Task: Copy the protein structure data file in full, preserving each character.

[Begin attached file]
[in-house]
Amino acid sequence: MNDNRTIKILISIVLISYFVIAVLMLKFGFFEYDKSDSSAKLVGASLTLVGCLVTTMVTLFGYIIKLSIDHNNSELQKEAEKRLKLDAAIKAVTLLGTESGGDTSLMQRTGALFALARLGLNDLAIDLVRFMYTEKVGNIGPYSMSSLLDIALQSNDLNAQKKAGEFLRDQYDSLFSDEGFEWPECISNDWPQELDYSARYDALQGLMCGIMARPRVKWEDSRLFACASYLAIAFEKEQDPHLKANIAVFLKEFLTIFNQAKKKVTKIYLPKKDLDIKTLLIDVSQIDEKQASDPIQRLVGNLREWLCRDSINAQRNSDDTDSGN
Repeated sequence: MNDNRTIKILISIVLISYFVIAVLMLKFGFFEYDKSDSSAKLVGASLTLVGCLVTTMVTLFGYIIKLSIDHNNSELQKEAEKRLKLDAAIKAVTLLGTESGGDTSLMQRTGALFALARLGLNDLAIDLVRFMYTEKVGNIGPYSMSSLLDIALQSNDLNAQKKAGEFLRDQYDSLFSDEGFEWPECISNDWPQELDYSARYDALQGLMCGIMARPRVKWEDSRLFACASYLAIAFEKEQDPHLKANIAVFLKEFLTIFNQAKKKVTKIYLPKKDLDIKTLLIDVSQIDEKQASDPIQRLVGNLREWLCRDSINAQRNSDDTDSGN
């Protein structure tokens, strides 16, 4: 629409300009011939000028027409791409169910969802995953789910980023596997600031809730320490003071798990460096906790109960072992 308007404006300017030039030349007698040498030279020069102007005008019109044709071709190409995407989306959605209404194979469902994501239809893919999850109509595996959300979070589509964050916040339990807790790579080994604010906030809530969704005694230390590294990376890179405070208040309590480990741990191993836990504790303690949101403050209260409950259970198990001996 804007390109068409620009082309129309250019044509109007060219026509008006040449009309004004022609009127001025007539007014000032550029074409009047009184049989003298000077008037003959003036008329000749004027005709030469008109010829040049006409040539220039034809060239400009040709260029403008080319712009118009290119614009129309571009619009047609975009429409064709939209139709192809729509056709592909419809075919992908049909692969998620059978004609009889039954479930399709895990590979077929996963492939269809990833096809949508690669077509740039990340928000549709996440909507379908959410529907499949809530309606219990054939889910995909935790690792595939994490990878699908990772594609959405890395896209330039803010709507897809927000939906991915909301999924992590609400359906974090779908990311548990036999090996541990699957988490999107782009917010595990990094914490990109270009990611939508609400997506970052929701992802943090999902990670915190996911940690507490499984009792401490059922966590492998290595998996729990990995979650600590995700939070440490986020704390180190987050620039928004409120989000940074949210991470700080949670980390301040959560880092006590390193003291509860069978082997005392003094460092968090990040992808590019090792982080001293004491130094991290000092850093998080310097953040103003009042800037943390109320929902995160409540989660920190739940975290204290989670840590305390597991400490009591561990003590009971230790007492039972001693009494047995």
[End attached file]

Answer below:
[in-house]
Amino acid sequence: MNDNRTIKILISIVLISYFVIAVLMLKFGFFEYDKSDSSAKLVGASLTLVGCLVTTMVTLFGYIIKLSIDHNNSELQKEAEKRLKLDAAIKAVTLLGTESGGDTSLMQRTGALFALARLGLNDLAIDLVRFMYTEKVGNIGPYSMSSLLDIALQSNDLNAQKKAGEFLRDQYDSLFSDEGFEWPECISNDWPQELDYSARYDALQGLMCGIMARPRVKWEDSRLFACASYLAIAFEKEQDPHLKANIAVFLKEFLTIFNQAKKKVTKIYLPKKDLDIKTLLIDVSQIDEKQASDPIQRLVGNLREWLCRDSINAQRNSDDTDSGN
Repeated sequence: MNDNRTIKILISIVLISYFVIAVLMLKFGFFEYDKSDSSAKLVGASLTLVGCLVTTMVTLFGYIIKLSIDHNNSELQKEAEKRLKLDAAIKAVTLLGTESGGDTSLMQRTGALFALARLGLNDLAIDLVRFMYTEKVGNIGPYSMSSLLDIALQSNDLNAQKKAGEFLRDQYDSLFSDEGFEWPECISNDWPQELDYSARYDALQGLMCGIMARPRVKWEDSRLFACASYLAIAFEKEQDPHLKANIAVFLKEFLTIFNQAKKKVTKIYLPKKDLDIKTLLIDVSQIDEKQASDPIQRLVGNLREWLCRDSINAQRNSDDTDSGN
């Protein structure tokens, strides 16, 4: 629409300009011939000028027409791409169910969802995953789910980023596997600031809730320490003071798990460096906790109960072992 308007404006300017030039030349007698040498030279020069102007005008019109044709071709190409995407989306959605209404194979469902994501239809893919999850109509595996959300979070589509964050916040339990807790790579080994604010906030809530969704005694230390590294990376890179405070208040309590480990741990191993836990504790303690949101403050209260409950259970198990001996 804007390109068409620009082309129309250019044509109007060219026509008006040449009309004004022609009127001025007539007014000032550029074409009047009184049989003298000077008037003959003036008329000749004027005709030469008109010829040049006409040539220039034809060239400009040709260029403008080319712009118009290119614009129309571009619009047609975009429409064709939209139709192809729509056709592909419809075919992908049909692969998620059978004609009889039954479930399709895990590979077929996963492939269809990833096809949508690669077509740039990340928000549709996440909507379908959410529907499949809530309606219990054939889910995909935790690792595939994490990878699908990772594609959405890395896209330039803010709507897809927000939906991915909301999924992590609400359906974090779908990311548990036999090996541990699957988490999107782009917010595990990094914490990109270009990611939508609400997506970052929701992802943090999902990670915190996911940690507490499984009792401490059922966590492998290595998996729990990995979650600590995700939070440490986020704390180190987050620039928004409120989000940074949210991470700080949670980390301040959560880092006590390193003291509860069978082997005392003094460092968090990040992808590019090792982080001293004491130094991290000092850093998080310097953040103003009042800037943390109320929902995160409540989660920190739940975290204290989670840590305390597991400490009591561990003590009971230790007492039972001693009494047995």